I recognized Yolanda immediately, leaning against a table with one booted ankle hooked over the other. The lines in her face were deeper than they ought to be, and her make up seemed hard, sharp, garish. Chestnut tangles of her wild hair piled on the top of her head, held up by a tortoise shell five-and-dime comb clip. Stray strands fluttered around, cobwebs on the air.
Seeing her brought a flood of memories back to me, of slasher flicks and gallon-sized pops, the sounds of our shoes on sticky theater floors. Being shushed when we spoke in stage whispers about what’s on the screen, what’s on our minds, what’s on that person’s shirt. Memories in a tide of that rushing, giddy feeling in the chest, just above the gut, deep and jiggly. Memories of soft, warm lips, hard teeth behind, sweet taste of passionate kisses, learning, probing.
Those hot summer nights spent fumbling in the spacious back seat of my old Road Master, the carpet sodden over the rusted out floorboards. Those autumn nights swooshing balding tires through spans of shallow water on the roads, and the fogging windows when the heat, the gushing emotions, overtook us and we pulled over in the cold dark rain.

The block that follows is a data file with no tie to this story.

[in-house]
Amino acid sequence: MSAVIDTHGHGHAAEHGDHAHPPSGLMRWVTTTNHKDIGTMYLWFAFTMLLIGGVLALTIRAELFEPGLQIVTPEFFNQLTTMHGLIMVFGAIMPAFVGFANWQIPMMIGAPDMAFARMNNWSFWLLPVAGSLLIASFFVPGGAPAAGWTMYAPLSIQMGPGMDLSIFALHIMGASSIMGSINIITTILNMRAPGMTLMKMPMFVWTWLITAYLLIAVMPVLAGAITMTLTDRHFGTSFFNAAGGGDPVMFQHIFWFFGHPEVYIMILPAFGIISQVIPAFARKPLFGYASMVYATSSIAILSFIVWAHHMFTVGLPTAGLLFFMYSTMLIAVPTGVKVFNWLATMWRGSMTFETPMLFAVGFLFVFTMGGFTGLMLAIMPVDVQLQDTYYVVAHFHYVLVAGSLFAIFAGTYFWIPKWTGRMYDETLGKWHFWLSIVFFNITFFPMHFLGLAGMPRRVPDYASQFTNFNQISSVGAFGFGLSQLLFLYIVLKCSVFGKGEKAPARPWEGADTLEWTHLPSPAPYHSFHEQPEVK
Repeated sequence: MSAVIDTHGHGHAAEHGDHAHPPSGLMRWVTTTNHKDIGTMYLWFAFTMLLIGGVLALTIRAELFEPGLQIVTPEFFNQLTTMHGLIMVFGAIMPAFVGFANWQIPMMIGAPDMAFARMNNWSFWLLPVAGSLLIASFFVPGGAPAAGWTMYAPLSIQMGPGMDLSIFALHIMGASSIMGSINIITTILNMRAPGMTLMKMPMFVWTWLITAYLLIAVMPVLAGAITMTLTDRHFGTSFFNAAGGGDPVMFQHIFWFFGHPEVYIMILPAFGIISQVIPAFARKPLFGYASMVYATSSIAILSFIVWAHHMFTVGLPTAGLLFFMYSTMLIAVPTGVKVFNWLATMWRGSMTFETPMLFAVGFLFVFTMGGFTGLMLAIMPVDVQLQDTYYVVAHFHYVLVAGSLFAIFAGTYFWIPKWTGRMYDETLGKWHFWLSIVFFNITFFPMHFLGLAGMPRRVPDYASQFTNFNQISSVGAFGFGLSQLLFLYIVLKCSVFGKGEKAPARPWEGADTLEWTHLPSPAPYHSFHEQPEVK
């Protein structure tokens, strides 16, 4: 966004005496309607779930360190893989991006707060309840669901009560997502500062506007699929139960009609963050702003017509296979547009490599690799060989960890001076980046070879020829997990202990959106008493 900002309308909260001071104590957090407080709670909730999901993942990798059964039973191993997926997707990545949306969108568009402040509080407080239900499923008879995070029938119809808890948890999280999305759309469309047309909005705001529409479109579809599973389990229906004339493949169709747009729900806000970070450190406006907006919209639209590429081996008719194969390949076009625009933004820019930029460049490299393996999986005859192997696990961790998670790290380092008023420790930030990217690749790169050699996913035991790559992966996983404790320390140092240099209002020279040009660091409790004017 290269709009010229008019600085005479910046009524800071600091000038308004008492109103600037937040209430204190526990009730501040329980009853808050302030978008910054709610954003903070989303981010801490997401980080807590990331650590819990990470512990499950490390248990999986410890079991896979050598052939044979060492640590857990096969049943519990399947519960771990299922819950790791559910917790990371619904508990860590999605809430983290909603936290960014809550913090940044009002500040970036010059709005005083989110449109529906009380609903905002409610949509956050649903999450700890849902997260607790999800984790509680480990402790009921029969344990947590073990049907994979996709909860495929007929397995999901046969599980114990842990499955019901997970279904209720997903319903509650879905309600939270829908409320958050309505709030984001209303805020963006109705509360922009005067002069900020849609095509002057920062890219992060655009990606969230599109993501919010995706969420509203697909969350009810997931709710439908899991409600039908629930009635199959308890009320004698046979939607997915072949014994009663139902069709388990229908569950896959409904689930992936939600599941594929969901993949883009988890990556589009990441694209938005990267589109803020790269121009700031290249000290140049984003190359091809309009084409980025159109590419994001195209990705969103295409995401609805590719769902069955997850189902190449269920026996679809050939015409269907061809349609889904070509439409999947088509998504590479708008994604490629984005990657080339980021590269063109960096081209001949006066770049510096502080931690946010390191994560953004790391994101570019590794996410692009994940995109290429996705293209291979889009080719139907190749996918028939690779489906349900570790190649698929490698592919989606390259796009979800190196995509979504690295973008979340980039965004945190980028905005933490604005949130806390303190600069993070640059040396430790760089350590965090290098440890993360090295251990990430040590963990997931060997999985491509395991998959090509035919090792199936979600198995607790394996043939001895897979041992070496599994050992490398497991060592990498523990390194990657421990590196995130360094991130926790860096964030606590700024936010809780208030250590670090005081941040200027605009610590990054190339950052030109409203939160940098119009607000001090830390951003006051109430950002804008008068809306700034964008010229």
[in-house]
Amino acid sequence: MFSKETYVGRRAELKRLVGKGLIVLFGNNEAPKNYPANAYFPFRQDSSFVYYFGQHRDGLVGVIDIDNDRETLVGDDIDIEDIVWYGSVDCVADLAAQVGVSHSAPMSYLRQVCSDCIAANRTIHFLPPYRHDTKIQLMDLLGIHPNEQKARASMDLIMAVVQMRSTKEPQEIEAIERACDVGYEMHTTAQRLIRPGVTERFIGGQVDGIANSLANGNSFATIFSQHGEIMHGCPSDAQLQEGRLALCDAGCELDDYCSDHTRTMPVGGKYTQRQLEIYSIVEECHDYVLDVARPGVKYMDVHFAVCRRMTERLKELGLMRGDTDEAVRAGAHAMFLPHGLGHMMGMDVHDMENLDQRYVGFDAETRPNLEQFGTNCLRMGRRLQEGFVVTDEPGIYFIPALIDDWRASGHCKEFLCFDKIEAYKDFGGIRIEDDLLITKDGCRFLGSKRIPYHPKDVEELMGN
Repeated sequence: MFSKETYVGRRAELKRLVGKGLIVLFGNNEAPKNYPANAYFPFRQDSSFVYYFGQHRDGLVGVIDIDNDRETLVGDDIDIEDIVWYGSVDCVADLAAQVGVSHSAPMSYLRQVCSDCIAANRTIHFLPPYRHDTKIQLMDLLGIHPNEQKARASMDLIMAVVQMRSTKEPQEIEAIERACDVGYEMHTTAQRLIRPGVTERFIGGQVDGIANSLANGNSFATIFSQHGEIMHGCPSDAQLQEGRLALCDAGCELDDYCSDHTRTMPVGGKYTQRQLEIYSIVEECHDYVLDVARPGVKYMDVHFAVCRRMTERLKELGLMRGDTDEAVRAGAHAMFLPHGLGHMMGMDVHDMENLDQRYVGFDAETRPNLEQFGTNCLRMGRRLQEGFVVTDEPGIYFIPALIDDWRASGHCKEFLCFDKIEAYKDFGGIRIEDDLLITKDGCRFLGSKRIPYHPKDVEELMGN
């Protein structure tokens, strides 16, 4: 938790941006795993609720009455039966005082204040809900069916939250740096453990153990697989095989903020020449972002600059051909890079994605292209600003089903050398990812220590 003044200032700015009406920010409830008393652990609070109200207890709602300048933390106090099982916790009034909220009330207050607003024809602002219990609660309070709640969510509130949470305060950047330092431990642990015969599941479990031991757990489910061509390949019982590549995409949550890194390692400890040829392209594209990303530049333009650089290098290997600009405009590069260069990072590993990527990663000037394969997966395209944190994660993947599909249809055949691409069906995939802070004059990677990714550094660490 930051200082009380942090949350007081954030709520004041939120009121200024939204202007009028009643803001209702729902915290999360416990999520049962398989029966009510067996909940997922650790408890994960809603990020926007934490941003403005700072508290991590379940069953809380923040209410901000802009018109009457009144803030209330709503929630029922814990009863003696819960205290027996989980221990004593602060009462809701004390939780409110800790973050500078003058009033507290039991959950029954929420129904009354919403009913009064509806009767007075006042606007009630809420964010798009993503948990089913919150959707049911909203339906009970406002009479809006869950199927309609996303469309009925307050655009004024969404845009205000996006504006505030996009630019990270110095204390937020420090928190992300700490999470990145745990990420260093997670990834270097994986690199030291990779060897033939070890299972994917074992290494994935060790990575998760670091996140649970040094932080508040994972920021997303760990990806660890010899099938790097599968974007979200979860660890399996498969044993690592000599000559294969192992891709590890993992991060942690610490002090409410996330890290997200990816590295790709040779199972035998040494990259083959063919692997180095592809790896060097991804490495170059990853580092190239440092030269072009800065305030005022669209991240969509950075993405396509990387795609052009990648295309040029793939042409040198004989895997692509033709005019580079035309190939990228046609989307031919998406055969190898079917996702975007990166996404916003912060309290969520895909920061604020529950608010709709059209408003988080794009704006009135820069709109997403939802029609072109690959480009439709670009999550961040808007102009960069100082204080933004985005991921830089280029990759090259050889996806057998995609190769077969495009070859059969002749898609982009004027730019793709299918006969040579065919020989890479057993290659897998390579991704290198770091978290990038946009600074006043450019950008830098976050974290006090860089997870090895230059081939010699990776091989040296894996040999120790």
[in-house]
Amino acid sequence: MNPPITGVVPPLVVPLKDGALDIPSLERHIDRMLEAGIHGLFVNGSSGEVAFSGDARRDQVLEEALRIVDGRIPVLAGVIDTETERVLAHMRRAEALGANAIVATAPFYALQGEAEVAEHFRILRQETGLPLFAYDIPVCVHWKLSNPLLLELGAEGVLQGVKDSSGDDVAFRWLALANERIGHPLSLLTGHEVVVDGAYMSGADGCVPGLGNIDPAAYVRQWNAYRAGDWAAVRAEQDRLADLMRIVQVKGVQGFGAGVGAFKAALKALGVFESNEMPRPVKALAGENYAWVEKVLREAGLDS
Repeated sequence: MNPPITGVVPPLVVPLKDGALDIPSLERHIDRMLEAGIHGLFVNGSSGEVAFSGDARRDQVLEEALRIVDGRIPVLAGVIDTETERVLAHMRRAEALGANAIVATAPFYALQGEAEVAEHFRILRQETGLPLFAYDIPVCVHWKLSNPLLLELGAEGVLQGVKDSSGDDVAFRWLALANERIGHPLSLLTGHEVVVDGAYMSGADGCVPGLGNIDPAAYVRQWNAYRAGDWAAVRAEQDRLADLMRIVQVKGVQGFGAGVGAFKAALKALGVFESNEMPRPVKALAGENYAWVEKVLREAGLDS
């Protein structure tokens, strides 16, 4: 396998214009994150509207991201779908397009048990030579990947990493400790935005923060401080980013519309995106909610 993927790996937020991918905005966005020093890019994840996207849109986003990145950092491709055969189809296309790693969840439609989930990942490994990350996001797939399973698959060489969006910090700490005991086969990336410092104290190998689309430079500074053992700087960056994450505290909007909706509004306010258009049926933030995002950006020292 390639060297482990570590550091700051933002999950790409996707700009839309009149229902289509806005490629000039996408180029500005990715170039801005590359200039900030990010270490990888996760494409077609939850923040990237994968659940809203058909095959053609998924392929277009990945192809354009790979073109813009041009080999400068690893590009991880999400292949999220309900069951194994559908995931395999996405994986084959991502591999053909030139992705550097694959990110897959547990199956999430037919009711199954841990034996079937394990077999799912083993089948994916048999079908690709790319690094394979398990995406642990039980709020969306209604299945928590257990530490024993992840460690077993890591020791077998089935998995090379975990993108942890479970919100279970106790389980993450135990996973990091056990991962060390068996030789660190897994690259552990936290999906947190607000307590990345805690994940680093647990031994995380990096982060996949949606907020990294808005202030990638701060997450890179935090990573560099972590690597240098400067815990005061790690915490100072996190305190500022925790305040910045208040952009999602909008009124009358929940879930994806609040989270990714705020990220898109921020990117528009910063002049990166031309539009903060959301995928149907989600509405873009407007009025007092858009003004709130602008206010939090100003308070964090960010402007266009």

She moved like a cat when she dropped her hand back against her thigh, tipped her head and blew out the long plume of smoke. Her polyester blouse hung loose and billowed over her, but couldn’t hide the swells of her breasts. The creamy skin above the first button seemed looser. She pushed off the table and headed for the concrete ashtray, smashed out her cigarette held by the pads of her fingers, and checked the long, glaring red nails for chips in the lacquer.
Watching her walk away I saw she was wider at the hips, rounder in the behind. Kids, maybe, I thought, but the billowing blouse had a tie string at the waist and showed it wasn’t barreled out, she hadn’t let herself go too far. Black leggings clung to curvaceous legs and full calves before diving into the rumpled suede of the low-heel boots.
And then the Taco Bell swallowed her, and she was gone.
For a few minutes I stood staring at the door, like she might emerge again, before a needle sting of slushy rain pelted my shining pate. I blinked and stared through my bifocals at the car keys in my hand, and fumbled the door open to load the groceries, provisions for four. I sat in the seat, staring out my window at the restaurant across the wide, busy street, and felt. I’m not sure what, but I felt.
I sighed and smiled, smiled at the thought of the shouted greetings and excited hugs I’d get when I got home. Home. The place where seventeen years of investment and labor and effort waited, to remind me. Remind me that she wasn’t the path not taken. Just a shared stop, on a journey, to here, to now.